Sunday, October 19, 2014

Closing the Victory Bridge to Bicyclists and Pedestrians Does Not Solve the Problem

On September 20th the body of 16 year old Giancarlo Taveras was recovered from the Raritan River after he jumped off the Route 35 Victory Bridge. The death of the teenager drew an outpouring of grief from the Perth Amboy community. As a result the annual suicide awareness walk over the bridge included more than 500 participants on September 28th. Then on September 29th a 19 year old miraculously survived his suicide attempt with a broken leg. That chain of events along, with pressure from the Mayor of Perth Amboy finally spurred NJDOT to do something about the issue. Their solution - set up barricades and close the bridge to bicyclists and pedestrians. Along with a vague promise to put up a fence for the walkway at some point in the future.

The bridge closure severs the only pedestrian and bicycle access between Perth Amboy and Sayreville. A 2 mile bike ride over the bridge is now a 23 mile detour via New Brunswick and a pedestrian's only option is to use the infrequent bus service that crosses the bridge.

We've seen this before.

One month after the September 11th attacks KYW TV Philadelphia news reporter Paul Moriarty (Yes the same Paul Moriarty that tried to ban quick release hubs) filed a report on the potential of terrorists to damage the Ben Franklin Bridge simply by accessing the walkway. Immediately after the report the Delaware River Port Authority (DRPA) closed the walkway to bicyclists and pedestrians. It was only after a concerted effort by the Bicycle Coalition of Greater Philadelphia that the authority reluctantly reopened the walkway two months later. The DRPA repeated this action in 2005 after the London Subway bombings with a 30 day closing.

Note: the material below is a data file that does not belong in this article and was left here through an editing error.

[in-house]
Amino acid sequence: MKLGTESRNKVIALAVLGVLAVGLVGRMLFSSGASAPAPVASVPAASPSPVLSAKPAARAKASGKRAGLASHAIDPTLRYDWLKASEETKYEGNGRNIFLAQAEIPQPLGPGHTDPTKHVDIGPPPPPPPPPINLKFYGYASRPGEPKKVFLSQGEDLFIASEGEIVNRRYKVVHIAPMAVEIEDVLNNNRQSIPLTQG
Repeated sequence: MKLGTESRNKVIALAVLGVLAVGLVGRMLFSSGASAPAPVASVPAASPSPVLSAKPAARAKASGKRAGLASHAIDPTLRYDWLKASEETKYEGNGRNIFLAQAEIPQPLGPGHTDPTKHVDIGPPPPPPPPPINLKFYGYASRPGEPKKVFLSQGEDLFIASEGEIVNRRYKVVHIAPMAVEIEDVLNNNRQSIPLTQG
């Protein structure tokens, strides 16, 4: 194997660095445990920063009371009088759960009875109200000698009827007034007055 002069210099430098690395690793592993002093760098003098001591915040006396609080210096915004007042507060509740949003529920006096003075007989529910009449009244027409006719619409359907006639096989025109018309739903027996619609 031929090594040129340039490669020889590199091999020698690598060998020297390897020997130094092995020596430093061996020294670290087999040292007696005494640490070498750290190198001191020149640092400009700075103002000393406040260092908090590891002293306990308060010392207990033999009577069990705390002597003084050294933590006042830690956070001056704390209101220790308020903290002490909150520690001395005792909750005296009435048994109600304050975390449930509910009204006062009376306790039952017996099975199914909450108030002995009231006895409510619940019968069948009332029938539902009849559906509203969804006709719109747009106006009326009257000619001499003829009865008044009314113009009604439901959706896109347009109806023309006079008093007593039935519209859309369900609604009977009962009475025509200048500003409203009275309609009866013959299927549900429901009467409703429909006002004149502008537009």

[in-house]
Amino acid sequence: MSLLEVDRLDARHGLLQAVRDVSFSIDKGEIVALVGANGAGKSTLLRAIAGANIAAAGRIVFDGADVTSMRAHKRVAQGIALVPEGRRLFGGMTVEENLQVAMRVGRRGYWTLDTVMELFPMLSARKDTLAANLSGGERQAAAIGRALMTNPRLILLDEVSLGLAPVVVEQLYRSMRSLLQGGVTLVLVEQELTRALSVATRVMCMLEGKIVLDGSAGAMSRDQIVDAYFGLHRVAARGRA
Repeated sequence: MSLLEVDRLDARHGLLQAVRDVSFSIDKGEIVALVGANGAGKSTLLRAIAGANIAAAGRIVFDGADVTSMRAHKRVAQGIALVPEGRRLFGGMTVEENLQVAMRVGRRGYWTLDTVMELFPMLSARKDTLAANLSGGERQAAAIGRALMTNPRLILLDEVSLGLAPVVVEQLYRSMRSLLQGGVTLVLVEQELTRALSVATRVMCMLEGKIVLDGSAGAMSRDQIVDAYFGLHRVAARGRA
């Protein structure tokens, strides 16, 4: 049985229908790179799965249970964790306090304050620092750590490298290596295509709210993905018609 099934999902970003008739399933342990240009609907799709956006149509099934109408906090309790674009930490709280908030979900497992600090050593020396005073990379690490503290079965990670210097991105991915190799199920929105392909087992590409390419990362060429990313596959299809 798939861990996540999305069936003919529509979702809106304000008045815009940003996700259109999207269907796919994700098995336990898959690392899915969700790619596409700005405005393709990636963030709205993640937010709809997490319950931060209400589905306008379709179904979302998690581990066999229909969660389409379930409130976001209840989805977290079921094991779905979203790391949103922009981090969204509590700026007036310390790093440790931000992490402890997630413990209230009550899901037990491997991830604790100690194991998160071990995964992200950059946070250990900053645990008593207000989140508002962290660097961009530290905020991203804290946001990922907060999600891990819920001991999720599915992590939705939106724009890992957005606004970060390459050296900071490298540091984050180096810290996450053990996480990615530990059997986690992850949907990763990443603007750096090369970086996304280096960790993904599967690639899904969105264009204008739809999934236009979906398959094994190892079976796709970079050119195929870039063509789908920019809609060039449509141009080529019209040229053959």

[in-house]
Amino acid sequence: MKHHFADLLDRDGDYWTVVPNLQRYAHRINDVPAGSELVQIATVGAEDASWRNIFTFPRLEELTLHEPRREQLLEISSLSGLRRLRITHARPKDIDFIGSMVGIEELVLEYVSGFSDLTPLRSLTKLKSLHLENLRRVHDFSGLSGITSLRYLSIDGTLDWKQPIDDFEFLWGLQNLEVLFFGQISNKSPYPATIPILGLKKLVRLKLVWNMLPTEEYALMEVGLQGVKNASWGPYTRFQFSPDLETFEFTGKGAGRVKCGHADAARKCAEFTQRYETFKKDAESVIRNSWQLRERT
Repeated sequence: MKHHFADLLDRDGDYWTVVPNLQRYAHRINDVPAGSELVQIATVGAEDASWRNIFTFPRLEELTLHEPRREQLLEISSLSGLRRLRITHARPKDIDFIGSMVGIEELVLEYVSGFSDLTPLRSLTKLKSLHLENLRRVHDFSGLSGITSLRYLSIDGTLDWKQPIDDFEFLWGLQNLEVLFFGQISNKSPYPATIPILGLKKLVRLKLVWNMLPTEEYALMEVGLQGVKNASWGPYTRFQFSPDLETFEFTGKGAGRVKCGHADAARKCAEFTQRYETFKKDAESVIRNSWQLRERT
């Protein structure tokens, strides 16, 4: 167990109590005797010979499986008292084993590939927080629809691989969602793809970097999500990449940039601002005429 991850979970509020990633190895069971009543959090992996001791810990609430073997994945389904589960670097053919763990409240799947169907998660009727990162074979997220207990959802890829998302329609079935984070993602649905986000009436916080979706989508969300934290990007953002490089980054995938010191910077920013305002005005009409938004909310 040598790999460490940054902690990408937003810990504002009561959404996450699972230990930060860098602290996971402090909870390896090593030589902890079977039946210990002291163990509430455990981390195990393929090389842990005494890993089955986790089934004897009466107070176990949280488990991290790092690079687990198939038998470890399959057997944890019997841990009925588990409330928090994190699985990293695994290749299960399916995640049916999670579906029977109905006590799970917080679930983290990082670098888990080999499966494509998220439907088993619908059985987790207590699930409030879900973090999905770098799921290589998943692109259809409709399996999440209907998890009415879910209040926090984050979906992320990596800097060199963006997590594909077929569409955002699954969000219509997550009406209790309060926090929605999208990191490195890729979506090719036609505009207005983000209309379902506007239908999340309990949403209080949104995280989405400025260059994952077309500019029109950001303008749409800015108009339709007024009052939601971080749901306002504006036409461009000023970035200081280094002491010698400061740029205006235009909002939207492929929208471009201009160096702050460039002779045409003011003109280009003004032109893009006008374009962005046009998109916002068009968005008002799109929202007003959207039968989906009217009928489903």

It should be pointed out that simply closing this walkway and bike lanes will not diminish the opportunity for people to take their own life on this structure. The bike lane is really little more than a very wide shoulder allowing someone to park without disrupting traffic. There is no such accommodation on the adjacent Driscoll Bridge which carries the Garden State Parkway.  The press has only mentioned in passing that the the body of Anthony Sharpe Jr. who jumped to his death off the Driscoll Bridge was found on the same day that Tavaras was discovered.

Walk Bike Jersey agrees with MyCentralJersey.com's editorial that NJ DOT should make the construction of a fence an immediate priority.  For NJDOT the closure is a good choice from their perspective, as it it relieves the immediacy of fixing the problem. Imagine if the Turnpike Authority closed the Garden State Parkway while it considered options to fix the low barrier on the Driscoll Bridge.

Complete streets is more than simply implementing the routine accommodation policy that NJDOT has adopted. It is about the equitable treatment of all road users as a core value of the Department. Otherwise we can continue to expect knee jerk solutions which will result in more collective punishment for people who depend on sidewalks, trails and bike lanes on bridges to get to where they are going.



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3 comments:

Khal said...

Closing the bridge even temporarily is unacceptable. Can you folks get some legal support and file suit to reopen it?

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